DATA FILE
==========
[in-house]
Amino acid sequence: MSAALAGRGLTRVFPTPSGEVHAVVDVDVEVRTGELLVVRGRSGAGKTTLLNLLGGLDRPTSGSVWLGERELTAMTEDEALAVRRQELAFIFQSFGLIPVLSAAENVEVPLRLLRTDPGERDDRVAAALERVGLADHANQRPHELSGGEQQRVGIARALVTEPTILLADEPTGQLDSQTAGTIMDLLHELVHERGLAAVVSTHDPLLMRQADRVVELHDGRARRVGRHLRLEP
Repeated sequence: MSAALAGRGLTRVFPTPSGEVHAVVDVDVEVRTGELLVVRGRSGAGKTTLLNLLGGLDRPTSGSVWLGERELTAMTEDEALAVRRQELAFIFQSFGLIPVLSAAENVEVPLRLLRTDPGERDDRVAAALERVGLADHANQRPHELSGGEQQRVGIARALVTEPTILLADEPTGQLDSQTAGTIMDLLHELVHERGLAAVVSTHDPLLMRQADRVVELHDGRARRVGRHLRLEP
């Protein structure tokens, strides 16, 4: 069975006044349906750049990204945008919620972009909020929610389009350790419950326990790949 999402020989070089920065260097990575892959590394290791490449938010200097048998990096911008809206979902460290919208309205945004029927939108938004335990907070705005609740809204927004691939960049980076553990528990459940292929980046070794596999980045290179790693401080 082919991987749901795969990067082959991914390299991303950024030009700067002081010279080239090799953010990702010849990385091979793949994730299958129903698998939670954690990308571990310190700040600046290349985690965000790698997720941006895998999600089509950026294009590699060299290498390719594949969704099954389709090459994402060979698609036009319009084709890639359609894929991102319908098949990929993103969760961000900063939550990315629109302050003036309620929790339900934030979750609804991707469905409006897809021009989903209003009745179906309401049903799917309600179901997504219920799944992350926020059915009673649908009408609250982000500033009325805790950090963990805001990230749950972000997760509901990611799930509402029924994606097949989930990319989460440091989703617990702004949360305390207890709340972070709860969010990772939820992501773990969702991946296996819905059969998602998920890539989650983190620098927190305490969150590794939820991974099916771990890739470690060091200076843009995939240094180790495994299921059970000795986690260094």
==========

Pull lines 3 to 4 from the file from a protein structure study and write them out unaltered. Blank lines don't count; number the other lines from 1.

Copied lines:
Repeated sequence: MSAALAGRGLTRVFPTPSGEVHAVVDVDVEVRTGELLVVRGRSGAGKTTLLNLLGGLDRPTSGSVWLGERELTAMTEDEALAVRRQELAFIFQSFGLIPVLSAAENVEVPLRLLRTDPGERDDRVAAALERVGLADHANQRPHELSGGEQQRVGIARALVTEPTILLADEPTGQLDSQTAGTIMDLLHELVHERGLAAVVSTHDPLLMRQADRVVELHDGRARRVGRHLRLEP
């Protein structure tokens, strides 16, 4: 069975006044349906750049990204945008919620972009909020929610389009350790419950326990790949 999402020989070089920065260097990575892959590394290791490449938010200097048998990096911008809206979902460290919208309205945004029927939108938004335990907070705005609740809204927004691939960049980076553990528990459940292929980046070794596999980045290179790693401080 082919991987749901795969990067082959991914390299991303950024030009700067002081010279080239090799953010990702010849990385091979793949994730299958129903698998939670954690990308571990310190700040600046290349985690965000790698997720941006895998999600089509950026294009590699060299290498390719594949969704099954389709090459994402060979698609036009319009084709890639359609894929991102319908098949990929993103969760961000900063939550990315629109302050003036309620929790339900934030979750609804991707469905409006897809021009989903209003009745179906309401049903799917309600179901997504219920799944992350926020059915009673649908009408609250982000500033009325805790950090963990805001990230749950972000997760509901990611799930509402029924994606097949989930990319989460440091989703617990702004949360305390207890709340972070709860969010990772939820992501773990969702991946296996819905059969998602998920890539989650983190620098927190305490969150590794939820991974099916771990890739470690060091200076843009995939240094180790495994299921059970000795986690260094």